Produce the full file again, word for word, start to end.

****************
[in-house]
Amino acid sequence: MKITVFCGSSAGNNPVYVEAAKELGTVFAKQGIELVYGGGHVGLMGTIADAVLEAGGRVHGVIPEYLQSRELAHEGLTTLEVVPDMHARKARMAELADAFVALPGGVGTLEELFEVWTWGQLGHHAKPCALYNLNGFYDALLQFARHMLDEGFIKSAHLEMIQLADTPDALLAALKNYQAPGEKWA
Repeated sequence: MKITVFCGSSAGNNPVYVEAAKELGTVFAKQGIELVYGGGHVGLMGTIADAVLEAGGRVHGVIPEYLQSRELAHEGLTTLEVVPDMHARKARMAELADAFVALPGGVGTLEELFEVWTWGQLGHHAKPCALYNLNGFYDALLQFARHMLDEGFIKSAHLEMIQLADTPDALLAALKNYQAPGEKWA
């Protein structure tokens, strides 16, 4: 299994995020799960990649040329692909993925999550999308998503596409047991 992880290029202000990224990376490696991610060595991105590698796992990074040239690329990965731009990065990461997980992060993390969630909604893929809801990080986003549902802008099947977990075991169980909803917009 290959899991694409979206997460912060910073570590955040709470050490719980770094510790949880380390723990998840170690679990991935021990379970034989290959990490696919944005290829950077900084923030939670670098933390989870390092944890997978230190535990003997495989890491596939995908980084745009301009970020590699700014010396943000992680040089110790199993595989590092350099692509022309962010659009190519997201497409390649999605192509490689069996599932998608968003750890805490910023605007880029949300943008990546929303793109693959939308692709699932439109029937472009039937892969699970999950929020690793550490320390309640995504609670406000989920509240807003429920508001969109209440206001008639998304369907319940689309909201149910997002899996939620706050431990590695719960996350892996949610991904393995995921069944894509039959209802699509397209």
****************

[in-house]
Amino acid sequence: MKITVFCGSSAGNNPVYVEAAKELGTVFAKQGIELVYGGGHVGLMGTIADAVLEAGGRVHGVIPEYLQSRELAHEGLTTLEVVPDMHARKARMAELADAFVALPGGVGTLEELFEVWTWGQLGHHAKPCALYNLNGFYDALLQFARHMLDEGFIKSAHLEMIQLADTPDALLAALKNYQAPGEKWA
Repeated sequence: MKITVFCGSSAGNNPVYVEAAKELGTVFAKQGIELVYGGGHVGLMGTIADAVLEAGGRVHGVIPEYLQSRELAHEGLTTLEVVPDMHARKARMAELADAFVALPGGVGTLEELFEVWTWGQLGHHAKPCALYNLNGFYDALLQFARHMLDEGFIKSAHLEMIQLADTPDALLAALKNYQAPGEKWA
């Protein structure tokens, strides 16, 4: 299994995020799960990649040329692909993925999550999308998503596409047991 992880290029202000990224990376490696991610060595991105590698796992990074040239690329990965731009990065990461997980992060993390969630909604893929809801990080986003549902802008099947977990075991169980909803917009 290959899991694409979206997460912060910073570590955040709470050490719980770094510790949880380390723990998840170690679990991935021990379970034989290959990490696919944005290829950077900084923030939670670098933390989870390092944890997978230190535990003997495989890491596939995908980084745009301009970020590699700014010396943000992680040089110790199993595989590092350099692509022309962010659009190519997201497409390649999605192509490689069996599932998608968003750890805490910023605007880029949300943008990546929303793109693959939308692709699932439109029937472009039937892969699970999950929020690793550490320390309640995504609670406000989920509240807003429920508001969109209440206001008639998304369907319940689309909201149910997002899996939620706050431990590695719960996350892996949610991904393995995921069944894509039959209802699509397209």